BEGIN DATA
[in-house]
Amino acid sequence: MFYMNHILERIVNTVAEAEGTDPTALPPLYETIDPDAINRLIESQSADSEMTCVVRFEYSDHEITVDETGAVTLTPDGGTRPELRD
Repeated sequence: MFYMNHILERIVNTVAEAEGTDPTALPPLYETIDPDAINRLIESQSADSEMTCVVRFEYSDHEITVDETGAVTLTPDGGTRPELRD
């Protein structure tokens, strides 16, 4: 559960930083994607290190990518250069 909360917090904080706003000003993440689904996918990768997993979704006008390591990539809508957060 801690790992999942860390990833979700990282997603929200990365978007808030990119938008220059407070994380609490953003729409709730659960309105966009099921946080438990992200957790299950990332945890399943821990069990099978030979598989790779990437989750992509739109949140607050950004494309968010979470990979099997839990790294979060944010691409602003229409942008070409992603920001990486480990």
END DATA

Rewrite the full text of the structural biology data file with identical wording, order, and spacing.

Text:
[in-house]
Amino acid sequence: MFYMNHILERIVNTVAEAEGTDPTALPPLYETIDPDAINRLIESQSADSEMTCVVRFEYSDHEITVDETGAVTLTPDGGTRPELRD
Repeated sequence: MFYMNHILERIVNTVAEAEGTDPTALPPLYETIDPDAINRLIESQSADSEMTCVVRFEYSDHEITVDETGAVTLTPDGGTRPELRD
């Protein structure tokens, strides 16, 4: 559960930083994607290190990518250069 909360917090904080706003000003993440689904996918990768997993979704006008390591990539809508957060 801690790992999942860390990833979700990282997603929200990365978007808030990119938008220059407070994380609490953003729409709730659960309105966009099921946080438990992200957790299950990332945890399943821990069990099978030979598989790779990437989750992509739109949140607050950004494309968010979470990979099997839990790294979060944010691409602003229409942008070409992603920001990486480990």